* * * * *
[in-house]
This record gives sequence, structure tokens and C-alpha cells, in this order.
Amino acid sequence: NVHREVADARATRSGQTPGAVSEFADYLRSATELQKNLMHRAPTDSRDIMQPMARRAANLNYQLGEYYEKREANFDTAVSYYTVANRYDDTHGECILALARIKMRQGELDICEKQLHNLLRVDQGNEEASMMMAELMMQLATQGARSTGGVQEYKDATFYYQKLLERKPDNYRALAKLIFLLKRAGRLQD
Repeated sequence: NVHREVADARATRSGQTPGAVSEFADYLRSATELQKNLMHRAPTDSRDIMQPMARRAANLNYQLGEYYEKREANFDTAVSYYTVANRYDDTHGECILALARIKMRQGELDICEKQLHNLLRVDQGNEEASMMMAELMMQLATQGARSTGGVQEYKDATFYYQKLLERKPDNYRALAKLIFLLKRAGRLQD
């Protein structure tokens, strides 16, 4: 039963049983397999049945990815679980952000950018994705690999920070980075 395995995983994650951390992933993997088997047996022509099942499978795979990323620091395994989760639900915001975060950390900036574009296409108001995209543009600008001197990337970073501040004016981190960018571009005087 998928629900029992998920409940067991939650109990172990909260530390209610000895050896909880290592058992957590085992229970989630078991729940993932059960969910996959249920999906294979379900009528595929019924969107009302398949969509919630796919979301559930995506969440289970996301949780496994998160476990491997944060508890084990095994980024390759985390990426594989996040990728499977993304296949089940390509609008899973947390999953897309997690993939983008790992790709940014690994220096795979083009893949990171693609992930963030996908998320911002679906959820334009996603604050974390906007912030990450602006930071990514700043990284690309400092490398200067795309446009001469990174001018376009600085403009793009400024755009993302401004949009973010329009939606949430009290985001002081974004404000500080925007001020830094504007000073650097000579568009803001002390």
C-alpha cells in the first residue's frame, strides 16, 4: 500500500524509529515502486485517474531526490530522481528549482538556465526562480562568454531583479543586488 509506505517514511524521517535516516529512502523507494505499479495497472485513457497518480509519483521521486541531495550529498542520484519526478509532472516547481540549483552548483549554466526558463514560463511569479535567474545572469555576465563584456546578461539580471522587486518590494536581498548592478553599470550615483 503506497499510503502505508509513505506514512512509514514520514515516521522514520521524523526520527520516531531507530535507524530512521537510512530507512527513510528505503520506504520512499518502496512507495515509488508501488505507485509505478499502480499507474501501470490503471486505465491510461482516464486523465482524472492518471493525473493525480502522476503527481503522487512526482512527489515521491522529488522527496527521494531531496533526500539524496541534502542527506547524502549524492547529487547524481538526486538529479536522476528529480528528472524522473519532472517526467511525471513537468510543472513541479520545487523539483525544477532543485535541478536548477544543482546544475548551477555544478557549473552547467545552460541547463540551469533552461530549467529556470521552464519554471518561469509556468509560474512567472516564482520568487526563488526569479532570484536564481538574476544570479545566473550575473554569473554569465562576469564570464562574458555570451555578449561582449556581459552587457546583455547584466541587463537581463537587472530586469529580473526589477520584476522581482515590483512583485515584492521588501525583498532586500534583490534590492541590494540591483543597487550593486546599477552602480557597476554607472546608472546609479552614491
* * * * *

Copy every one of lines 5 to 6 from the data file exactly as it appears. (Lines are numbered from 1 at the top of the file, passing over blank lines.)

């Protein structure tokens, strides 16, 4: 039963049983397999049945990815679980952000950018994705690999920070980075 395995995983994650951390992933993997088997047996022509099942499978795979990323620091395994989760639900915001975060950390900036574009296409108001995209543009600008001197990337970073501040004016981190960018571009005087 998928629900029992998920409940067991939650109990172990909260530390209610000895050896909880290592058992957590085992229970989630078991729940993932059960969910996959249920999906294979379900009528595929019924969107009302398949969509919630796919979301559930995506969440289970996301949780496994998160476990491997944060508890084990095994980024390759985390990426594989996040990728499977993304296949089940390509609008899973947390999953897309997690993939983008790992790709940014690994220096795979083009893949990171693609992930963030996908998320911002679906959820334009996603604050974390906007912030990450602006930071990514700043990284690309400092490398200067795309446009001469990174001018376009600085403009793009400024755009993302401004949009973010329009939606949430009290985001002081974004404000500080925007001020830094504007000073650097000579568009803001002390």
C-alpha cells in the first residue's frame, strides 16, 4: 500500500524509529515502486485517474531526490530522481528549482538556465526562480562568454531583479543586488 509506505517514511524521517535516516529512502523507494505499479495497472485513457497518480509519483521521486541531495550529498542520484519526478509532472516547481540549483552548483549554466526558463514560463511569479535567474545572469555576465563584456546578461539580471522587486518590494536581498548592478553599470550615483 503506497499510503502505508509513505506514512512509514514520514515516521522514520521524523526520527520516531531507530535507524530512521537510512530507512527513510528505503520506504520512499518502496512507495515509488508501488505507485509505478499502480499507474501501470490503471486505465491510461482516464486523465482524472492518471493525473493525480502522476503527481503522487512526482512527489515521491522529488522527496527521494531531496533526500539524496541534502542527506547524502549524492547529487547524481538526486538529479536522476528529480528528472524522473519532472517526467511525471513537468510543472513541479520545487523539483525544477532543485535541478536548477544543482546544475548551477555544478557549473552547467545552460541547463540551469533552461530549467529556470521552464519554471518561469509556468509560474512567472516564482520568487526563488526569479532570484536564481538574476544570479545566473550575473554569473554569465562576469564570464562574458555570451555578449561582449556581459552587457546583455547584466541587463537581463537587472530586469529580473526589477520584476522581482515590483512583485515584492521588501525583498532586500534583490534590492541590494540591483543597487550593486546599477552602480557597476554607472546608472546609479552614491